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Monday, September 28, 2015

On the Right to Self Determination

In 2014 a Scottish independence vote lost 55%-45%. It probably seemed a little odd to most people that such a thing could happen in a stable, first world nation. However, yesterday the pro-independence parties of Catalonia won the majority of seats in their legislature. They have stated that they will move toward independence from Spain. However, the rhetoric holds no force, since the Spanish Supreme Court ruled that it would be illegal for Catalonia to secede from Spain. Yet, there it will be - nearly 8 million Catalonians have formally, if not legally, declared that they don't want to be part of Spain.
This is not ourt of the ordinary, actually. Abkhazia and South Ossetia don't want to be part of Georgia. Transnistria doesn't want to be part of Moldova. The Donbass doesn't want to be part of Ukraine. Chechnya doesn't want to be part of Russia.  The Kybelians don't want to be part of Algeria. The Sahrawians don't want to be part of Morroco. The Tamil do not want to be part of Sri Lanka. The Kurds don't want to be part of Turkey, Syria, Iraq and Iran. This is just the tip of the iceberg when it comes to separatist movements. We don't know much about them because the press won't give them oxygen. The Catalonia vote may change that.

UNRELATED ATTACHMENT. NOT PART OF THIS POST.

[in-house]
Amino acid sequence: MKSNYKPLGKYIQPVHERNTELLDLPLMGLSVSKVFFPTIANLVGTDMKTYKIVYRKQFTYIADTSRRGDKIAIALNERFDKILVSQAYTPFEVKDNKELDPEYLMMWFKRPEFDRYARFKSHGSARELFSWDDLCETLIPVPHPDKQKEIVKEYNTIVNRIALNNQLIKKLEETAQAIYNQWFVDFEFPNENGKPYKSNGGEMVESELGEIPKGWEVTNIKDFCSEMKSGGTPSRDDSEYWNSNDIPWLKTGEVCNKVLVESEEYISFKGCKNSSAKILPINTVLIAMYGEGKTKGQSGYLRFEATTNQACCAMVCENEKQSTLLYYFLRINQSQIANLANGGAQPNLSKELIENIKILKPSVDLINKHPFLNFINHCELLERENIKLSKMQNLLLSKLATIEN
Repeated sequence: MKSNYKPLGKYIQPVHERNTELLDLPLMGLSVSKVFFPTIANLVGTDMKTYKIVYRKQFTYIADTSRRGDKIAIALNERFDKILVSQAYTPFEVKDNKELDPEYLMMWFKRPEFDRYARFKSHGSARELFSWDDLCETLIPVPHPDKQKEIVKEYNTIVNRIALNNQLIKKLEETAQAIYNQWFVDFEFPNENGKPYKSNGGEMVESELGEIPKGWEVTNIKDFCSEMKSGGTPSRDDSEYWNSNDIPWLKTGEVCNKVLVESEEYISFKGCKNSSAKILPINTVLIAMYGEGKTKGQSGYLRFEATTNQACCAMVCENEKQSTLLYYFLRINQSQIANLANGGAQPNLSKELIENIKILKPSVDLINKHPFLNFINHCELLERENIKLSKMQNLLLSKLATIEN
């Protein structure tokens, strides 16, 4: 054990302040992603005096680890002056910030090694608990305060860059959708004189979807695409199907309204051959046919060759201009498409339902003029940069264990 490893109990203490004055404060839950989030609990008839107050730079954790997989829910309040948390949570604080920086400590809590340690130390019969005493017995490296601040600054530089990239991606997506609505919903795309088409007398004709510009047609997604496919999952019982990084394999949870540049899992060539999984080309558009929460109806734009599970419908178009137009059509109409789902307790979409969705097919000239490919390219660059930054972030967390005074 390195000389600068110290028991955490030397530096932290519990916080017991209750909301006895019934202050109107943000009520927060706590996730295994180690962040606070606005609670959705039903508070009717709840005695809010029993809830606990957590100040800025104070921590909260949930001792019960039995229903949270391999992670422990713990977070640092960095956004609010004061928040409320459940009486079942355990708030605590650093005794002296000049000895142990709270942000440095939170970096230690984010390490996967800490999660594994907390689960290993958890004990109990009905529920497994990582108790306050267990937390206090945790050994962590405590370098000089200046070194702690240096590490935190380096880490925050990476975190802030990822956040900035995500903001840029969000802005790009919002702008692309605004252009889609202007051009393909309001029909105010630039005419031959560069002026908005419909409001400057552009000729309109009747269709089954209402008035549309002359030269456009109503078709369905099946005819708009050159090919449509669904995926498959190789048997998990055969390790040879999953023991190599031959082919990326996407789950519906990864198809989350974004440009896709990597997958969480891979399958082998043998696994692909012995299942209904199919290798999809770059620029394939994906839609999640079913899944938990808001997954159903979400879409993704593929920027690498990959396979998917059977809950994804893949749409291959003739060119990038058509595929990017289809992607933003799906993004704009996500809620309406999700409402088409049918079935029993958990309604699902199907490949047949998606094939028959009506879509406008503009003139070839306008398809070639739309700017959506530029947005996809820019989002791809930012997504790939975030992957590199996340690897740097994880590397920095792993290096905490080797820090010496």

Thirteen British North American colonies, in their declaration stated 'The history of the present King of Great Britain is a history of repeated injuries and usurpations, all having in direct object the establishment of an absolute Tyranny over these States.' Anyone who is familiar with the history will likely conclude that this was hyperbole in the support of what they wanted to do. However, in retrospect, the secession generally has been granted legitimacy.
It seems that a right to secession won't be viewed as legitimate without some justification. In other words, a people can't just decide one day, 'Hey, you guys are nice and all, but we really have decided that we want to be us, not a part of you.' I'm not sure why, but that seems to be universally frowned upon.